In other words, if you can write it you can publish it; whether it’s any good or contributes to the literary culture is beside the point. The focus is on the selling rather than on the writing. Really, how is this any different than the era of The Valley of the Dolls? The publishers may have changed names from the Big 6 to one million ebook writers, but if the focus remains on churning out stuff for the mass market, where is the revolution? It’s just a whole lot of people now trying to get in on the action.  What the self-publishing revolution has done for writers is what the state lotteries have done for gambling. Remember when people had to go to Vegas to gamble? Talk about the old days! Now you can go to your corner convenience store, buy a lotto ticket and hope to win big.

As writers, why not turn this revolution into a renaissance? Let’s contribute to the literary culture, not just churn out stuff as quick as we can. Let’s write stories that are true, with characters who are “real,” using language that transcends common everyday speech. Let’s write books that, using the very best of our skills, polished and practiced, will carry our readers to a greater plane of understanding as we enlighten and entertain.

It’s time for writers who care about books to contribute to a re-birth of literary excellence. Opportunities abound. Let us take advantage of the many ways to make our voices heard as we do our best work, write meaningfully and well, and become part of a new renaissance in literature.

 

About Karen Jones Gowen: Born and raised in central Illinois, the daughter of a Methodist minister from Indiana and a school teacher from Nebraska, Karen Jones Gowen has down-to-earth Midwestern roots. Karen and her husband Bruce have lived in Utah, Illinois, California and Washington, currently residing near Salt Lake City. They are the parents of ten children. Not surprisingly, family relationships are a recurring theme in Gowen’s writing. She is the managing editor for WiDo Publishing and the author of four books, all of which fit loosely into the category of LDS Fiction. Karen’s website: karenjonesgowen.com. WiDo Publishing website: widopublishing.com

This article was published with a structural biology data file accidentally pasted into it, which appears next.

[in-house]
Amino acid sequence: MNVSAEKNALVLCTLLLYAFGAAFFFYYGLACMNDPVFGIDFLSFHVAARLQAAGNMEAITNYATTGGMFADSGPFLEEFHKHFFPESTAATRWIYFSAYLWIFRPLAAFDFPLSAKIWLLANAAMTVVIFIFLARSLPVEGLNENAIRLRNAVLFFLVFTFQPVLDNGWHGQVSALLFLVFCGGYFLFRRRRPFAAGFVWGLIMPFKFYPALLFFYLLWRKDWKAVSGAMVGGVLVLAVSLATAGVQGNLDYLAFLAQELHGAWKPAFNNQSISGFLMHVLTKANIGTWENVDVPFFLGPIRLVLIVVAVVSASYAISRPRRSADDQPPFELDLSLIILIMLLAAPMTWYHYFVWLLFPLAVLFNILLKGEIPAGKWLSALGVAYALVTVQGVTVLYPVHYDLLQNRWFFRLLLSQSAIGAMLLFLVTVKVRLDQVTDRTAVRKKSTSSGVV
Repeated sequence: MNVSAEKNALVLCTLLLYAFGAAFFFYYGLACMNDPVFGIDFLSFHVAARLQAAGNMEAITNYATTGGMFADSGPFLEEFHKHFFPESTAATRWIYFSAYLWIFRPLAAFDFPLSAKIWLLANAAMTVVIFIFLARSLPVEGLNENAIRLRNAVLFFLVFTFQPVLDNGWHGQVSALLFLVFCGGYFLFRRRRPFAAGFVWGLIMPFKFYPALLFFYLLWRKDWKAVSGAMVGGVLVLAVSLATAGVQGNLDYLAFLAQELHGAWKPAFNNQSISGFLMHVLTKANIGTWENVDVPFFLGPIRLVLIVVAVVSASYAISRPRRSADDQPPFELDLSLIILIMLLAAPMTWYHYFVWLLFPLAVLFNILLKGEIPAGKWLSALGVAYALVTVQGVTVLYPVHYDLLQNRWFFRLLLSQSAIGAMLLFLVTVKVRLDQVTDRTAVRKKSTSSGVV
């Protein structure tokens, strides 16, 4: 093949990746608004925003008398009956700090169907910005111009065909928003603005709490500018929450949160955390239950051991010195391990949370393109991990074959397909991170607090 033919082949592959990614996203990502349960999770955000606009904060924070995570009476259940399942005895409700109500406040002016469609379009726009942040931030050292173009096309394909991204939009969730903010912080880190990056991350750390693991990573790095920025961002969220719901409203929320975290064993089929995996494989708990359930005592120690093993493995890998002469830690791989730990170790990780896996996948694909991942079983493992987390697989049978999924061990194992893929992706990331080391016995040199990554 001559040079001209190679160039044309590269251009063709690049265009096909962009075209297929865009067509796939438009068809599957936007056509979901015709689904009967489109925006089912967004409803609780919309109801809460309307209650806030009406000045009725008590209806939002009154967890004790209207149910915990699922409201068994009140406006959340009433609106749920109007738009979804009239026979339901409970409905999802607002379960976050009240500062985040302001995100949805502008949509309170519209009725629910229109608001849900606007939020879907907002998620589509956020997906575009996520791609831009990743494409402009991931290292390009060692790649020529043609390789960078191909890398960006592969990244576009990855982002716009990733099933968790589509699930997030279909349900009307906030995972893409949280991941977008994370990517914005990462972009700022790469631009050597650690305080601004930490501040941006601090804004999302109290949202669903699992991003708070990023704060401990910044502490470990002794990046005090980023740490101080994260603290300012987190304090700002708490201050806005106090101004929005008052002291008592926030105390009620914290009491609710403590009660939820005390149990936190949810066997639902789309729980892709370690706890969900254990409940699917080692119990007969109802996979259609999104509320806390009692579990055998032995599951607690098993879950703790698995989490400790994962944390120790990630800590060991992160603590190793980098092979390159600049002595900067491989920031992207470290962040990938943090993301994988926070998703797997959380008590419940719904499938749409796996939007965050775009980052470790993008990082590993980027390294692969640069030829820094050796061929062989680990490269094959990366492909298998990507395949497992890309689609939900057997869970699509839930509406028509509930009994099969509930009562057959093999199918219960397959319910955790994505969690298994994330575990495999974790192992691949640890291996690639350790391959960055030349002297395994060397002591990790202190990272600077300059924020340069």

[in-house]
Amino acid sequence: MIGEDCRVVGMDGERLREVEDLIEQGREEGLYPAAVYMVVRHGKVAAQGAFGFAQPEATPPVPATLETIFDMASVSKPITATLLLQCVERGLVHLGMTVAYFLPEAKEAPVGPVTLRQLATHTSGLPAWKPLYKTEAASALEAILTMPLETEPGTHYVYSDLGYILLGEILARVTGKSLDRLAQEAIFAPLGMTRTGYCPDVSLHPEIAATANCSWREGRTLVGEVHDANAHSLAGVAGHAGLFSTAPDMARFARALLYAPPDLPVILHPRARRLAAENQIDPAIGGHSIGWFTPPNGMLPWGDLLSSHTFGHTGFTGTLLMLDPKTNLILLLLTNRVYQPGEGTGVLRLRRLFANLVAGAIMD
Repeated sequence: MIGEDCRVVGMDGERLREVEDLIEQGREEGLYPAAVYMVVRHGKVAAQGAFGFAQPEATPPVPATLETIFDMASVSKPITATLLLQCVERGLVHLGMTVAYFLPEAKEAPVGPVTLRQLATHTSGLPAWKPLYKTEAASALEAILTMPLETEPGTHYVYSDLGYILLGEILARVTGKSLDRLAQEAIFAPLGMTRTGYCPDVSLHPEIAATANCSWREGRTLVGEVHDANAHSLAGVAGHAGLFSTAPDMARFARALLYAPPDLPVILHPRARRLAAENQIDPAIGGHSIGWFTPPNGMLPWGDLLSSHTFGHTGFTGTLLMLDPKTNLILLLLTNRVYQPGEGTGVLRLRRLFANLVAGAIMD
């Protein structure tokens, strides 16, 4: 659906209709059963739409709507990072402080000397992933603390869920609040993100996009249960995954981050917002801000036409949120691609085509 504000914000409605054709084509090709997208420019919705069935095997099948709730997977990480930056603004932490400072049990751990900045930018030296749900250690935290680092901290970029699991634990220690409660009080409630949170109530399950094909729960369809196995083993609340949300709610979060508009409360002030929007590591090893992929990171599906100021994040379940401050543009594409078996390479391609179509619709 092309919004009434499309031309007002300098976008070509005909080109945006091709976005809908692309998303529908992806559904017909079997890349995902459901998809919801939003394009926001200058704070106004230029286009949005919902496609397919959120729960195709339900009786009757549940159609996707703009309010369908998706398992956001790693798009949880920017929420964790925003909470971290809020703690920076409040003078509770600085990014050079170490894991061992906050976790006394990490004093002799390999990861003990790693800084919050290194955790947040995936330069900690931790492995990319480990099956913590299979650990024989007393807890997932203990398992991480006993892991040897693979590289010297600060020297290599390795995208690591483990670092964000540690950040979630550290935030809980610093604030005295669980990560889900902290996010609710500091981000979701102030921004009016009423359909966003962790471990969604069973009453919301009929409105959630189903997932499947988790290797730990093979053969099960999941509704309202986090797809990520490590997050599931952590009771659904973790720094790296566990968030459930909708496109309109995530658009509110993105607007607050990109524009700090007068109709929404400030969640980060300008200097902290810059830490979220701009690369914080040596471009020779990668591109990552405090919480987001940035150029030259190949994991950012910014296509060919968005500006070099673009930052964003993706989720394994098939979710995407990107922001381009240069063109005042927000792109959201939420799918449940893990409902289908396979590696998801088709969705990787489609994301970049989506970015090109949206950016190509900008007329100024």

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Post image for An Unexpected Path to Publication by Darrel Nelson

LDSP Note: Normally, I don’t post personal stories of how a writer finally got published, but this is a unique case of an LDS author being picked up by a traditional Christian publisher. I get asked all the time if that can happen. It’s rare, but here’s proof that it’s possible!

My route leading to publication has been a thirty-year journey, culminating in a contract with Charisma House, a Christian publisher situated in Florida. An LDS author associated with a traditional Christian publisher? How did that come about? I could say accidentally, except that I believe I was guided to where I am today. Still, it’s been an unexpected path.

During my thirty-year journey I wrote ten novels, trying a different genre with each in hopes that one of them would be my “breakthrough.” I frequently queried Deseret Books and Shadow Mountain Publishing in Utah and every major trade publisher I could think of, but to no avail. Letters of rejection became a way of life for me, and I eventually gave up saving them because I ran out of storage space. But with my eleventh novel, the result took a pleasant turn.